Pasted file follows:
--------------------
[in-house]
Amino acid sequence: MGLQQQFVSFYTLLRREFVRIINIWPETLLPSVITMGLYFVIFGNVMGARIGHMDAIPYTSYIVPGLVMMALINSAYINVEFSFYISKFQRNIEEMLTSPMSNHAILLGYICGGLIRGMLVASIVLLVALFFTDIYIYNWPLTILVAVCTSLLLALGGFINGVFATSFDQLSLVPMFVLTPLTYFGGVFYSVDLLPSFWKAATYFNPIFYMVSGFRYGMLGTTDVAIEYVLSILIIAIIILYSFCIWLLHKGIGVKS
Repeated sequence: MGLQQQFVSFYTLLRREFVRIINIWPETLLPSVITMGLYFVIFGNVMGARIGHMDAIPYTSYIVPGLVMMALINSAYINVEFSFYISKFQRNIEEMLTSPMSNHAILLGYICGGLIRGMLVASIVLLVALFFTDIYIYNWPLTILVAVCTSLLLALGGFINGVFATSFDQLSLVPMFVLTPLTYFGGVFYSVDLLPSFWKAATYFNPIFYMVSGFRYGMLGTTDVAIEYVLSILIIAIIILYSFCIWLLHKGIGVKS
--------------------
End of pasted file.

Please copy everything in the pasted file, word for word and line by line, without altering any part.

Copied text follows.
[in-house]
Amino acid sequence: MGLQQQFVSFYTLLRREFVRIINIWPETLLPSVITMGLYFVIFGNVMGARIGHMDAIPYTSYIVPGLVMMALINSAYINVEFSFYISKFQRNIEEMLTSPMSNHAILLGYICGGLIRGMLVASIVLLVALFFTDIYIYNWPLTILVAVCTSLLLALGGFINGVFATSFDQLSLVPMFVLTPLTYFGGVFYSVDLLPSFWKAATYFNPIFYMVSGFRYGMLGTTDVAIEYVLSILIIAIIILYSFCIWLLHKGIGVKS
Repeated sequence: MGLQQQFVSFYTLLRREFVRIINIWPETLLPSVITMGLYFVIFGNVMGARIGHMDAIPYTSYIVPGLVMMALINSAYINVEFSFYISKFQRNIEEMLTSPMSNHAILLGYICGGLIRGMLVASIVLLVALFFTDIYIYNWPLTILVAVCTSLLLALGGFINGVFATSFDQLSLVPMFVLTPLTYFGGVFYSVDLLPSFWKAATYFNPIFYMVSGFRYGMLGTTDVAIEYVLSILIIAIIILYSFCIWLLHKGIGVKS